Saudi minister warns Western anti-Russia sanctions could backfire
Saudi Energy Minister Prince Abdulaziz bin Salman warned on Saturday that sanctions and underinvestment in the energy sector could lead to a supply shortage.
Saudi Arabia's Energy Minister, Prince Abdulaziz bin Salman Al Saud, has warned against the consequences of the West's oil sanctions on Russia, claiming that the restrictive measures could lead to a future shortage of energy supplies.
Speaking at an industry conference in Riyadh, Saudi Arabia, the minister warned that sanctions against Russia could backfire if demand rises. “All these sanctions, embargoes, they all will convolute into one thing and one thing only: lack of energy supplies of all kinds when they’re most needed,” he said. “That is my worry.”
The West, which was previously Russia's main energy market, has responded to the nearly year-long war in Ukraine by sanctioning Moscow's energy revenues.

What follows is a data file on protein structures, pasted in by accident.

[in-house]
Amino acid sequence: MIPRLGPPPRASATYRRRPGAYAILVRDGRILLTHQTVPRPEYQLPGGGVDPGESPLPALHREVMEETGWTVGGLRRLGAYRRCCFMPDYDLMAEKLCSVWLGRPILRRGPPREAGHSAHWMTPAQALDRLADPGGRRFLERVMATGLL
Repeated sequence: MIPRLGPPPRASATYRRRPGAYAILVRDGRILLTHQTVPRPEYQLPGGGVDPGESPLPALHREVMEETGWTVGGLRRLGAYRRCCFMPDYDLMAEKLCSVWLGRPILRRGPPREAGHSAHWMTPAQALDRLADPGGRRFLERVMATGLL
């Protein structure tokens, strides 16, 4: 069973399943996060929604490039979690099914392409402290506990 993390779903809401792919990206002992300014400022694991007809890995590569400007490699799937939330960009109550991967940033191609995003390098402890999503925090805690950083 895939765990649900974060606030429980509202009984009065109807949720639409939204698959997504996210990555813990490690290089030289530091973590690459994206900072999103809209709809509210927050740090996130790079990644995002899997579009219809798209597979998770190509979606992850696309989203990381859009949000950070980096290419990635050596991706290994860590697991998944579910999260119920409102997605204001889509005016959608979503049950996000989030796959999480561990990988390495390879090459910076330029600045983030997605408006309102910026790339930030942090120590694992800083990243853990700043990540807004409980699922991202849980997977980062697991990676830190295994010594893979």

Saudi Arabia and Russia are partners in OPEC+, an alliance of members of the Organization of Petroleum Exporting Countries (OPEC) and others. However, Western sanctions have forced Moscow to enter Riyadh's regular markets in Asia with low-cost crude, forcing the kingdom to sell more in Europe.
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Regarding what lessons had been learned from energy market dynamics in 2022, Abdulaziz said the most important one was for the rest of the world to "trust OPEC+".
“We are a responsible group of countries, we do take policy issues relevant to energy and oil markets in a total silo and we don’t engage ourselves in political issues,” he said.
OPEC+ agreed last year to reduce its production target by 2 million barrels per day, or about 2% of global demand, from November to the end of 2023.
The OPEC+ market-monitoring committee met earlier this week and recommended that crude production remain stable.
Russian President Vladimir Putin also spoke by phone with Saudi Crown Prince Mohammed Bin Salman about OPEC+ cooperation to keep oil prices stable.